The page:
Salvatore Quasimodo: The Poet of Modern Italy

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Salvatore Quasimodo (20 August 1901– 14 June 1968) was an Italian poet and essayist. In 1959, Salvatore Quasimodo was awarded the Nobel Prize in Literature.

Life and Career

Salvatore Quasimodo was born on 20 August 1901, in Modica, Sicily, Italy. Quasimodo studied at the University of Messina, where he initially pursued engineering but later switched to literature and philosophy. Quasimodo’s literary career began in the 1930s, and he became associated with the Hermetic poetry movement, which focused on complex and symbolic language. His early works were influenced by surrealists and displayed themes of isolation and alienation. Over time, his style evolved, and he started to incorporate more social and political themes into his poetry.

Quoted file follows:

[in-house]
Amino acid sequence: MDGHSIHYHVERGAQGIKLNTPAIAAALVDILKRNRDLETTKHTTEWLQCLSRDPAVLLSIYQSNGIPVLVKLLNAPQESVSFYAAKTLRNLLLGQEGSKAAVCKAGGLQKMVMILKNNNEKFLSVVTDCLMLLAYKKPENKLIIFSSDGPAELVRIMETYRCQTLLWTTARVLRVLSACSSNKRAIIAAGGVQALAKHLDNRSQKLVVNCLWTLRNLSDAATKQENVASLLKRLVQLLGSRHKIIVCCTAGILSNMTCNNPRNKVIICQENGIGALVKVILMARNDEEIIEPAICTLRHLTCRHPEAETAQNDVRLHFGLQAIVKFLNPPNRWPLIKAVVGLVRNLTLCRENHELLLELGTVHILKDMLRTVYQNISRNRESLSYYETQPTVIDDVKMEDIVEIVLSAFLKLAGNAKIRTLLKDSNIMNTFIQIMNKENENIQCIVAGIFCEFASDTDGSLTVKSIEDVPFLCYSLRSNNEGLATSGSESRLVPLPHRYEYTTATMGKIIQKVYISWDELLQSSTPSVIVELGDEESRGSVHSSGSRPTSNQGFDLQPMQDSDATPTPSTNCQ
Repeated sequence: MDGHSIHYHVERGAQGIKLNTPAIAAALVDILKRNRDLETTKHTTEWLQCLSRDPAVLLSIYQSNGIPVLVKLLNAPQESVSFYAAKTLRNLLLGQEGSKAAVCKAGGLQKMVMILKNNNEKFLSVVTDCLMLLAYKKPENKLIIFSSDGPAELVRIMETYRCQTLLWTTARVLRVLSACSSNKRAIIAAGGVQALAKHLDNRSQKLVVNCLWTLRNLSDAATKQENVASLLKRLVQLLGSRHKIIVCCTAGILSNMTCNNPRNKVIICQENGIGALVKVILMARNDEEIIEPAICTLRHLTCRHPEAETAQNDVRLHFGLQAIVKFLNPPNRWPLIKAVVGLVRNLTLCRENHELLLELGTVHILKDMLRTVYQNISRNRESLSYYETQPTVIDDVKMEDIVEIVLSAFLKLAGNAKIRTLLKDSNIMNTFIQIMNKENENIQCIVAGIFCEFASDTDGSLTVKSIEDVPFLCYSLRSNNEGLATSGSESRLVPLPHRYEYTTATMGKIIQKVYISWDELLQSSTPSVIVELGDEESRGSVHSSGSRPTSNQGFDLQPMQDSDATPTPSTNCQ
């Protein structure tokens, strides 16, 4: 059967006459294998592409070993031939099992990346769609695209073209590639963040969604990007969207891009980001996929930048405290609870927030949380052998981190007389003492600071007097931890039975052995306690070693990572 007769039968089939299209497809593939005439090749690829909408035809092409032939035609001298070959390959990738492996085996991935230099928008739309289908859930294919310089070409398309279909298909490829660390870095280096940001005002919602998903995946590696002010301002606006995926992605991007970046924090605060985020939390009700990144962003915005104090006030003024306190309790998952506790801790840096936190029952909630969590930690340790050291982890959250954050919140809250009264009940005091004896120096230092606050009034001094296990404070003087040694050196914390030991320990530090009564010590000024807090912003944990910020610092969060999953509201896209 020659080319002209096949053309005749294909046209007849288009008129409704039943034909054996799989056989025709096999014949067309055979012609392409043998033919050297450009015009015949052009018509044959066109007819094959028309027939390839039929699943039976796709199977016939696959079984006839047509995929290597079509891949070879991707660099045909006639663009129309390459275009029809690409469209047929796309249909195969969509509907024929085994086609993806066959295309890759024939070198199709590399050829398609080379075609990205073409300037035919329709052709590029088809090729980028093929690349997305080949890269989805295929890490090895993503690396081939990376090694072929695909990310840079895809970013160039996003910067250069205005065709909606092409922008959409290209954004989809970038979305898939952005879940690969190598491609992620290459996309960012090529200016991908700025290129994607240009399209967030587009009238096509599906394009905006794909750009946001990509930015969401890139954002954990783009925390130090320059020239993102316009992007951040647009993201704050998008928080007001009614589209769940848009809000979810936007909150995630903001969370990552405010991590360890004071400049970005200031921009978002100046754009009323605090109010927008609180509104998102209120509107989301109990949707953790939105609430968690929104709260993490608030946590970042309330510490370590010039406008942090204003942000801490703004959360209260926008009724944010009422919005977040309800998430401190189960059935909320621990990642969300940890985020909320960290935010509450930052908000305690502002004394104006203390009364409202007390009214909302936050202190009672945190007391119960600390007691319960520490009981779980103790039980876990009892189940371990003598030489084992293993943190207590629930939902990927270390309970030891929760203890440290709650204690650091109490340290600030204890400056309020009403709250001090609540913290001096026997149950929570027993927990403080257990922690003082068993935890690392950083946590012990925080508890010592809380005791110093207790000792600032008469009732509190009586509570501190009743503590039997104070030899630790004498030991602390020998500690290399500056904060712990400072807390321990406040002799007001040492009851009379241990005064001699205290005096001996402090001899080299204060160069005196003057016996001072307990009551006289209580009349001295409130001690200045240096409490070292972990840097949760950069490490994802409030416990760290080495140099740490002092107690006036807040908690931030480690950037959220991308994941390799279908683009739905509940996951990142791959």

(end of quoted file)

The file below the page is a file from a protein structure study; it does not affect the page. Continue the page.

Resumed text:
Salvatore Quasimodo passed away on June 14, 1968, in Naples, Italy.

Award and Legacy

Salvatore Quasimodo received several prestigious awards and honors during his lifetime, including the Nobel Prize in Literature in 1959. He was recognized for his lyrical poetry, which “with classical fire expresses the tragic experience of life in our own times.” Quasimodo’s ability to capture the essence of contemporary life and convey profound emotions through his verses contributed to his lasting legacy.